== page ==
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Evidence of lack of insurance only admissible in negligent hiring case if proximate cause of harm alleged

Asphalt & Concrete Services, inc. v. Perry
___A.3d___, (2014)

by Gregory S. Emrick, Associate
Semmes, Bowen & Semmes (

Available at:

In April 2012, Morgan Perry was struck by a dump truck being operated by William H. Johnson, II while crossing an intersection, causing significant injuries. At the time of the incident, Johnson was operating a truck owned by Higher Power Trucking, LLC (“Higher Power”), Johnson’s purported employer, and was delivering a load of materials on behalf of Asphalt & Concrete Services, Inc. (“ACS”). Johnson did not have a valid driver’s license and his insurance had been revoked for non-payment. Perry filed suit against Johnson, Higher Power, as his employer, and ACS as the employer of Higher Power, alleging vicarious liability and negligent hiring against both Higher Power and ACS. Neither Johnson nor Higher Power participated in the litigation.

ACS moved to dismiss the claims against it, arguing that the Complaint did not allege that Johnson was its employee, and therefore ACS was not vicariously liable for his conduct. During the course of discovery, however, Perry learned that Higher Power was defunct at the time of the collision. In light of these facts, Perry moved the Court to permit him to amend the Complaint to remove Higher Power as a defendant and reflect that Johnson was an employee of ACS. Since Higher Power was defunct at the time incident and had not been revived, it was not a legal entity and the claims against it were void. The Court permitted the amendment, despite the expiration of the statute of limitations, noting that the amendment did not change the underlying nucleus of fact and related back to the filing of the original complaint. At trial, Perry moved into evidence Johnson’ failure to maintain insurance, over ACS’s objection. The Court admitted the evidence, stating that it was relevant to the claim of negligent hiring. At the close of evidence, ACS again moved for judgment on the basis that the evidence showed that Johnson was employed by Higher Power, not ACS. The jury returned a verdict in the amount of $529,520 against ACS and found that Johnson was both an employee of ACS and that ACS negligently hired Johnson. ACS appealed.

The Court of Special Appeals addressed the propriety of admitting the insurance information and the trial court’s decisions denying the motion to dismiss, permitting the amendment of the Complaint, and denying the Motion for Judgment on ACS’s vicarious liability. The Court first reviewed the general prohibition regarding admitting evidence related to insurance under MD. Rule 5-411, but noted that insurance information may be admissible in claims for negligent hiring. The Court agreed that the lack of insurance was evidence of negligent hiring, since insurance was a necessary predicate for operating a dump truck on the road. The Court, however, noted that admission of this evidence was only proper if it was a proximate cause of the harm. The Court reviewed Maryland’s law on proximate cause.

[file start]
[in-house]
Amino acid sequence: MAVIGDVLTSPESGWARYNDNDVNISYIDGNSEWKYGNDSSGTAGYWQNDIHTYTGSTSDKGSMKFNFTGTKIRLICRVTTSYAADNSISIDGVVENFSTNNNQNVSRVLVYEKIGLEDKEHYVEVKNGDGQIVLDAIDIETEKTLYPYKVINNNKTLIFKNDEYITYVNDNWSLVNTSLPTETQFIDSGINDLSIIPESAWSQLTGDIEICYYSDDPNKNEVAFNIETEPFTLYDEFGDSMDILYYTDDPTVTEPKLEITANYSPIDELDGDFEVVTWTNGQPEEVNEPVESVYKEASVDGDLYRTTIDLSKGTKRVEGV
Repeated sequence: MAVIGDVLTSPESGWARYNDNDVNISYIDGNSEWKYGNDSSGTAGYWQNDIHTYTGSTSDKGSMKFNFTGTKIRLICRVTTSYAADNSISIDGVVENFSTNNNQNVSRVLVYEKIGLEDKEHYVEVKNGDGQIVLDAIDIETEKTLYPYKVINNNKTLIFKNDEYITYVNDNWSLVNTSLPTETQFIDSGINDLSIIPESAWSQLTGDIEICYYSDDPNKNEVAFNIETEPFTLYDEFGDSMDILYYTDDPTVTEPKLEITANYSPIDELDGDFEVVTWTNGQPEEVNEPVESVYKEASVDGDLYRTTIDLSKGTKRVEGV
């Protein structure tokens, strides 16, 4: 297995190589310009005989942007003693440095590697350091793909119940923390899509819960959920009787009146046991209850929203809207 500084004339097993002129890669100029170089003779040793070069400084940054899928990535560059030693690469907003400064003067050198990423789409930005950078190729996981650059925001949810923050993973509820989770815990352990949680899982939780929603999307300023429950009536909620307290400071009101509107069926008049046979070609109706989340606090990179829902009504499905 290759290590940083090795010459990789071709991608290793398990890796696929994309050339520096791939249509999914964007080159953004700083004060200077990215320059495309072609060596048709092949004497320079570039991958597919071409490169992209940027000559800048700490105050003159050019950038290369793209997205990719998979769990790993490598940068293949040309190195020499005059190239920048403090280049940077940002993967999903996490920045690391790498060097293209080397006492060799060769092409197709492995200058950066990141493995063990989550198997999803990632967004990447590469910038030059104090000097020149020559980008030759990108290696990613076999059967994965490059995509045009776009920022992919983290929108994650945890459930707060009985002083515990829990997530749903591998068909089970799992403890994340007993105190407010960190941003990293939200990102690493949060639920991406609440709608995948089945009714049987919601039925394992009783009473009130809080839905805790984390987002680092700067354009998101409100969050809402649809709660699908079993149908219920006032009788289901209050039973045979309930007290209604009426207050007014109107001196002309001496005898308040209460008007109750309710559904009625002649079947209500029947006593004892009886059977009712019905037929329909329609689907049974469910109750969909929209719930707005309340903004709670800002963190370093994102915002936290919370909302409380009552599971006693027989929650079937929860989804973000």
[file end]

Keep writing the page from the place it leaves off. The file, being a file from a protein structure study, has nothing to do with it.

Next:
This Court has explained that “ ‘[p]roximate cause consists of two elements: (1) cause in fact and (2) legally cognizable cause.’” We explained that “causation in fact raises the threshold question of ‘whether the defendant’s conduct actually produced an injury.’” Two tests are used to determine whether cause in fact exists, “the ‘but for’ test and the ‘substantial factor test.’” The “‘but for’ test applies when the injury would not have occurred in the absence of the defendant’s negligent act.” The “substantial factor” test appears when “two independent causes concur to bring about an injury, and either cause, standing alone, would have wrought the identical harm.”

Perry, ___A.3d at 13 (internal citations omitted). The Court held that the lack of insurance for non-payment was not a proximate cause of the collision with Perry. Without this causal connection, admission of Johnson’s lack of insurance was prejudicial to ACS. The Court reversed the judgment for Perry.

The Court, however, found that the trial court had not erred in denying the motion to dismiss the Complaint. The Amended Complaint mooted the allegations of the original complaint and the Court was correct in permitting the amendment since the modifications did not alter the parties’ claims and defenses.

Addressing the motion for judgment, the Court observed that in order to show liability under a theory of respondeat superior the trial court was required to consider five (5) elements:

In determining the existence of an employment relationship, five elements/tests are considered: (1) the power to select and hire the employee; (2) the payment of wages; (3) the power of discharge; (4) the power to control an employee’s conduct; and (5) whether the work is part of the regular business of the employee. And the most important test is whether the ... employer has the right to control or direct the manner of work.

Id., at 8. The Court viewed the record at the time of the motion for judgment and held that the there was sufficient evidence of ACS’s control over Johnson’s actions to submit the issue of ACS’s vicarious liability to the jury. The matter was reversed and remanded to the trial court for a new trial.